64-bit iOS7 and ARMv8: What Does It Mean?

Daniel Eran Dilger provides an inside look into the 64-bit iOS 7 and ARMv8, and compares a possible 64-bit Android environment.

In short, the benefits of moving iOS apps to 64-bit include the
hardware advantages of the A7’s 64-bit cores (including more
registers, and likely more cache), the improvements and optimizations
inherent in the new 64-bit ARMv8 instruction set, and the requisite
API enhancements that come along with iOS 7.

The primary downside to the transition is additional system memory
consumption in cases where iPhone 5s users can’t transition all their
apps to 64-bit. This makes moving Apps Store titles to 64-bit a big
priority for Apple and, subsequently, a something it will push its
third party developers to support.

Ballmer’s Retirement

In the past 15 years, Microsoft grew from an operating system and office software company, to an enterprise software company (Windows Server systems, Dynamics, Sharepoint), a consumer electronic company (Xbox), an online service company (Bing), and more recently, a cloud computing company (Azure). Microsoft did what most companies do when they grow – diversifying their businesses and entering a great variety of markets in order to cultivate their revenue.

No company is like Apple – a more focused, dedicated, and passionate functional organization that produces only a dozen of consumer electronic devices and creates an entire industry of its own. Ballmer did a great job within his own limits. Yet Ballmer was not capable of capturing the trends that Apple created on its own. He did not see Blackberry’s coming in the enterprise market. Neither did he embraced Apple’s consumer device approach to computing. Ballmer was an old overconfident salesman folk that could not realize the future.

Microsoft chose the worst timing to force Ballmer’s retirement. As Ballmer said,

“There is never a perfect time for this type of transition, but now is
the right time,” Ballmer said. “We have embarked on a new strategy
with a new organization and we have an amazing Senior Leadership Team.
My original thoughts on timing would have had my retirement happen in
the middle of our company’s transformation to a devices and services
company. We need a CEO who will be here longer term for this new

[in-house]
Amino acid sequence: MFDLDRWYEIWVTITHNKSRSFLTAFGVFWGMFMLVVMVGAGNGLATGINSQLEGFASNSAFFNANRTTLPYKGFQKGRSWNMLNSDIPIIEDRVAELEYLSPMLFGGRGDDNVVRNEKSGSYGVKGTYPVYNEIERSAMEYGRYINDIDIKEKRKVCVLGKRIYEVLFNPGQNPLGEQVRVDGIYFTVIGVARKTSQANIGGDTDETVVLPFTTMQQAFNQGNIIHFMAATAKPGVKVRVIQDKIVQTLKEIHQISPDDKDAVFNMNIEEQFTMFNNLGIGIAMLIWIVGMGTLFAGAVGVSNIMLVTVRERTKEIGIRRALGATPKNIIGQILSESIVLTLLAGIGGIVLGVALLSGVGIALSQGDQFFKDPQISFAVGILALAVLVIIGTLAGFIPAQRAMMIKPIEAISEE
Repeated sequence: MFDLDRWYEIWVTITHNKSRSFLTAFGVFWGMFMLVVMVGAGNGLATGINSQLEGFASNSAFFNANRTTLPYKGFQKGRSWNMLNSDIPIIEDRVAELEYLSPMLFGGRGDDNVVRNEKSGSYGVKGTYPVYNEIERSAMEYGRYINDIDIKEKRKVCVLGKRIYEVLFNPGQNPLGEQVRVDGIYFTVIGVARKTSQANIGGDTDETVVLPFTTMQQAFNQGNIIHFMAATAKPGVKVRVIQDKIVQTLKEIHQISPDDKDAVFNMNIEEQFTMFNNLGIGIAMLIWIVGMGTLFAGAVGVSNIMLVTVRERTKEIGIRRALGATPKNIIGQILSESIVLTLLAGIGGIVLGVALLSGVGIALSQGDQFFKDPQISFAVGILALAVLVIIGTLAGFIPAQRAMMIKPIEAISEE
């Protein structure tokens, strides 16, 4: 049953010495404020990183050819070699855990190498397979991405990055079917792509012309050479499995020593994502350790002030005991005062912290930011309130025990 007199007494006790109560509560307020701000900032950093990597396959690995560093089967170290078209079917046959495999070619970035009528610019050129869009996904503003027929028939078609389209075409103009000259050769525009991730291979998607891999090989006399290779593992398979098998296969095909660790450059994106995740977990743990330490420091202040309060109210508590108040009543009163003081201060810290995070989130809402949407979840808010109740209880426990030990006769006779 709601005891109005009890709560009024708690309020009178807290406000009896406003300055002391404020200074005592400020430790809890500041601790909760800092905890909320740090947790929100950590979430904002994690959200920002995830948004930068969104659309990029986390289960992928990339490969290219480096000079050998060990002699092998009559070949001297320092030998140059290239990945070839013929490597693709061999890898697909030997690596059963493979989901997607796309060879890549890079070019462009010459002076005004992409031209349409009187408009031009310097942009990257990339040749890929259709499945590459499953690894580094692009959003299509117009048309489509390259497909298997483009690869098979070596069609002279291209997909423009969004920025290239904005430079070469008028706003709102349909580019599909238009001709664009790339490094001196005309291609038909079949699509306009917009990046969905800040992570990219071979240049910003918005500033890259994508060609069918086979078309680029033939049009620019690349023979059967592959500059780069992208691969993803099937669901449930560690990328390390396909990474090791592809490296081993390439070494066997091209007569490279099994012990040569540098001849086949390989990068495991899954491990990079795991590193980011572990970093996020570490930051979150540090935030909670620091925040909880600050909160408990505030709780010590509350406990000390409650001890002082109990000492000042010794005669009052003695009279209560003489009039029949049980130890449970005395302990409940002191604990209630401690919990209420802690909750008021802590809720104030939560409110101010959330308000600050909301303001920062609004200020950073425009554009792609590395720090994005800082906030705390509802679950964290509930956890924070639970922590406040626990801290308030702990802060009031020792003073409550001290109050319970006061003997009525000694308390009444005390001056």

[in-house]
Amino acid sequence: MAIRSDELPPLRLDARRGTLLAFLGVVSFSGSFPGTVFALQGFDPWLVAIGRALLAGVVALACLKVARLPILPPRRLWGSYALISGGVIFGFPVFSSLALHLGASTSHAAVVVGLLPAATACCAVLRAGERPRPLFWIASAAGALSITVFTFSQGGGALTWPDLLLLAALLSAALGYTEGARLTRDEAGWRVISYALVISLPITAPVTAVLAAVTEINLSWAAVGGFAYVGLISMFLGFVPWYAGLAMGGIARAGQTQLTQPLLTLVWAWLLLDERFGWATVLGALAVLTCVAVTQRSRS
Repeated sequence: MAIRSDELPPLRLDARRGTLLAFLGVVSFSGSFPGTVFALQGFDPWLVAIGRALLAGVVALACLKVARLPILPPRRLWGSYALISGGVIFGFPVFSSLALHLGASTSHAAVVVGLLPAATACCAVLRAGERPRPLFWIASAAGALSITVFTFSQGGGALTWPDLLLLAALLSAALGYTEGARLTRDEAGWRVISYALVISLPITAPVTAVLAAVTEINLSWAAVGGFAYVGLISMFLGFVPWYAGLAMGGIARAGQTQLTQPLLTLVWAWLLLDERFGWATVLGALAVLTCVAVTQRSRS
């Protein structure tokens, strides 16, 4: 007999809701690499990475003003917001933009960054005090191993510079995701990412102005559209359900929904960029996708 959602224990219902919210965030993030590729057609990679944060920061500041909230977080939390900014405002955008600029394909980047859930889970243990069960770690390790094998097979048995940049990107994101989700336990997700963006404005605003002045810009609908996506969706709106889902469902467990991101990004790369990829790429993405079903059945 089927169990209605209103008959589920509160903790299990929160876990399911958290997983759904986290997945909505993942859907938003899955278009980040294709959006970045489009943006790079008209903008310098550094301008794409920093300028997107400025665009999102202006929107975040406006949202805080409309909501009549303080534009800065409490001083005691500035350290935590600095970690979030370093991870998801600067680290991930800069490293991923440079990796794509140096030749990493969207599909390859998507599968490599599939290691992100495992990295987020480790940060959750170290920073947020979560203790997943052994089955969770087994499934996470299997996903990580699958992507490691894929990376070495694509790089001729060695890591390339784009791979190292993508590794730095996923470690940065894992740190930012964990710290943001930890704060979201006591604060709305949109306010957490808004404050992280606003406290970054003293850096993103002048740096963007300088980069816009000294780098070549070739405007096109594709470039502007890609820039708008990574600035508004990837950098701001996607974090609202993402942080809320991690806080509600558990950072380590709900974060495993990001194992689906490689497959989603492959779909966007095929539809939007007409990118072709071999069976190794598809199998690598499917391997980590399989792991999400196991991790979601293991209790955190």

If Ballmer’s words were not doctored, and Ballmer’s retirement was his own plan during the Microsoft reorganization, his intention could be detrimental. On the other hand, if Ballmer’s words were indeed doctored in the press release, and he “would have not had my retirement happen”, Microsoft’s board made the worst decision in the worst timing. The odds are not in Microsoft’s favour.

In Microsoft searching for the new CEO, Peter Bright of Ars Technica contends that,

A better route might be to look for another Steve Ballmer, but without
that salesman’s overconfidence. This CEO would be someone willing to
appoint and listen to a consumer-oriented, product-focused visionary
who could be empowered to guide the company’s consumer-facing
products. This could be every bit as effective as a “classic”
visionary CEO in the Bill Gates or Steve Jobs mold, while being
somewhat easier to find.

The last CEO we heard capable of listening to a visionary is Tim Cook. And unfortunately, he is with Apple.

Developer ID Program Launched

Apple Insider:

In an email sent out on Monday, Apple invited developers to prepare
their software for OS X Mountain Lion by joining the Developer ID
program, which will allow for apps to run on a Mac or iOS device that
is protected by the upcoming Gatekeeper anti-malware system.

Moving Forward with CSS3

This issue of A List Apart includes two articles about CSS3 vendor prefixes. I certainly don’t want -webkit- to become the new IE6. It is however difficult to move forward with the clumsy standard process.

@ppk definitely made a point here: use -alpha- and -beta- prefixes for standard, though I would insist that vendor prefixes should be left in the browser not only for compatibility, but also for innovation until these innovations can be moved into the standard process.

DSL Rocks

Fountain is a simple markup syntax for writing, editing and sharing
screenplays in plain, human-readable text. Fountain allows you to work
on your screenplay anywhere, on any computer or tablet, using any
software that edits text files.

Markdown works for the web. Fountain works for screenplays.

Domain specific languages do rock.